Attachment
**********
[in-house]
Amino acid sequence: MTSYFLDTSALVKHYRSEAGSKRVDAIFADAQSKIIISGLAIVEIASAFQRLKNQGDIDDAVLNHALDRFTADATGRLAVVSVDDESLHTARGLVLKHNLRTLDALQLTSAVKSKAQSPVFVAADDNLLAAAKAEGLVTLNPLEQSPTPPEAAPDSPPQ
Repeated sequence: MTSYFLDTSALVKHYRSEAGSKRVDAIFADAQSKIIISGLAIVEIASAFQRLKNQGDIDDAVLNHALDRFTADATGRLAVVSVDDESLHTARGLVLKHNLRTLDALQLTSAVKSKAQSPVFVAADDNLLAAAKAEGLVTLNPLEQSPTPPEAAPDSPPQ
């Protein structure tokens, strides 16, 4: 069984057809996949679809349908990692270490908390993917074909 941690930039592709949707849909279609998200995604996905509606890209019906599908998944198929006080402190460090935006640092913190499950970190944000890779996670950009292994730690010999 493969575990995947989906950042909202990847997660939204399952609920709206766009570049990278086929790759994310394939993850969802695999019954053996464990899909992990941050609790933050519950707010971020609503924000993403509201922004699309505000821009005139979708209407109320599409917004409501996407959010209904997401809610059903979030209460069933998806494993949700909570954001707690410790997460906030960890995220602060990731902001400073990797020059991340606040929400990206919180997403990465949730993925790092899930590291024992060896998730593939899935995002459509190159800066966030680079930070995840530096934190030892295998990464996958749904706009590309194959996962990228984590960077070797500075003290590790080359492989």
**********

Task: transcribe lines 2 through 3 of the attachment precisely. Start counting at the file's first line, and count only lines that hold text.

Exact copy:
Amino acid sequence: MTSYFLDTSALVKHYRSEAGSKRVDAIFADAQSKIIISGLAIVEIASAFQRLKNQGDIDDAVLNHALDRFTADATGRLAVVSVDDESLHTARGLVLKHNLRTLDALQLTSAVKSKAQSPVFVAADDNLLAAAKAEGLVTLNPLEQSPTPPEAAPDSPPQ
Repeated sequence: MTSYFLDTSALVKHYRSEAGSKRVDAIFADAQSKIIISGLAIVEIASAFQRLKNQGDIDDAVLNHALDRFTADATGRLAVVSVDDESLHTARGLVLKHNLRTLDALQLTSAVKSKAQSPVFVAADDNLLAAAKAEGLVTLNPLEQSPTPPEAAPDSPPQ